How do you want our culture to be remembered?
Such an open-ended question seems almost useless. You can't ask 300 million people how they want their culture to be remembered because everyone's culture is a little bit different. You can't describe the exact scent of a Monday morning on a fishing boat in the Gulf of Mexico and claim that it's part of the same culture that hands down the memory of the noise on Friday evening on Wall Street as the bell rings and the stocks close for the day. The person who can describe to you the taste of a warm peach just picked from a California orchard is not part of the same culture as the person who makes you shiver with recollections of an Alaskan gold mine during an unseasonably cold fall.
Still, in a thousand years, all of these memories will be what's left of "our" culture. When future archaeologists dig up our old newspaper articles and our books and our letters, they're going to judge our culture based on our writing, our prose. They'll judge us by our fiction and our non-fiction, our news reports and our satire. So when you ask someone how you want our culture to be remembered, what you're really asking them is, "What story do you want to tell?"
Like a lot of things, it's easy to stop wanting to write when people start forcing you to do it. Most of us who have graduated from college can write a decent letter or e-mail, and have maybe even written a nice poem or short story in our educational careers. But sometimes it seems like you'd be hard-pressed to find people who want to sit down and write simply for the sake of sitting down and writing, and not because they want to be famous or get published or make a point. Other times it seems like the only writing left is - to put it nicely - crap, especially when we are constantly being directed to websites like this one where the admittedly tragic efforts of the student authors point toward a future devoid of art and intelligence.
The sad truth is that students are being taught to treat writing with roughly the same attention to detail and heart as widgets being fashioned by machinery in a large factory. Even the people who score SAT essays are given roughly 2 minutes or so per essay, and these are arguably some of the most important pieces of writing a student will produce in their lifetime. When people who are supposed to be teachers - even experts - undervalue writing this way, it's hard to convince anyone that there is merit to writing down their stories, thoughts, musings, or research.
Imagine, though: the recent Egyptian revolution has been called the "Facebook revolution," because at it turns out, you can fit a rallying cry into a Facebook status. Dozens of people have their lives changed every day because they posted a few words about their story on Reddit, or because a friend retweeted them. The quality of your life can improve just because someone told you what their dream was. Words make a difference, and the worst thing you can do is to not write down the words that matter to you.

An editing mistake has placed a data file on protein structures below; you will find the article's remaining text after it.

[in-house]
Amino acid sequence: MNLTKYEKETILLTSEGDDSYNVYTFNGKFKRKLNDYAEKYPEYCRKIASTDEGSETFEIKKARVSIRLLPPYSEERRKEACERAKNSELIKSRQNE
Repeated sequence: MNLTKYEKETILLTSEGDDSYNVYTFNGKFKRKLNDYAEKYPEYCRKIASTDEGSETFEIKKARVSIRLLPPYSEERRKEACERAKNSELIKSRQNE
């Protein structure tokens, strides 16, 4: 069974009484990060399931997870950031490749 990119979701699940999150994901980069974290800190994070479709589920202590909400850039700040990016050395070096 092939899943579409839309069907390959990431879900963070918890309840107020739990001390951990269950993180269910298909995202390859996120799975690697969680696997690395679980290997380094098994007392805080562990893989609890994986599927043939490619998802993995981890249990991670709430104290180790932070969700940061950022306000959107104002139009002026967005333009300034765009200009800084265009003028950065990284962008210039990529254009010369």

Ultimately, the more voices that are heard, the more that will come up with important messages. The more people who bother to write it down and put it out there when something bothers them, the more times people will realize that they're right. It's not about being the best or the brightest, it's about making sure that your part of the story gets told. Who cares if you can't spell? Who cares if you represent a tiny fringe section of the community? Who cares if your opinions are completely mainstream?
What people will care about in a thousand years are the stories that we tell now. If our obsession with what is arguably Shakespeare's worst play (I'm looking at you, Romeo and Juliet) is any indication, no one's going to care if your emo LiveJournal post from when you were 14 was good or bad. What they're going to care about is that you were brave enough to tell the story of the time your eyeliner ran into your eyes in gym class and you accidentally copped a feel of the teacher's ass as you stumbled blindly down the track and knocked her over. You don't have to be Hemingway or Dickinson or Angelou for your story make a difference. You can be the kid who used to have black hair and wear safety pins all over the parachute pants you bought at Hot Topic, and still your writing can matter.
And finally, to the generation of 20-somethings feeling prematurely washed-out and inconsequential, know this: writing is free. You can literally sit down and write for free. The coffee shop will kick you out three hours after you bought a small coffee and spread yourself out on a couch in a corner, but you can do it until they get too annoyed. You can sign up for NaNoWriMo and give yourself hours of delicious frustration as you finally jot down that Doctor Who/Twilight fanfiction you've been thinking about for years. You can get a blog or make a tumblr or sign up for Buzzfeed Community and celebrate the 20 "likes" you get when your Facebook friends see your post.
There are so many ways you can make a difference in the world, no matter who you are. It might take you years, even decades to find out what you'll do, but you will find it. Right now, though – right now there is something you can do to add to our story.
You can write.
And you can tell your story.
And you should.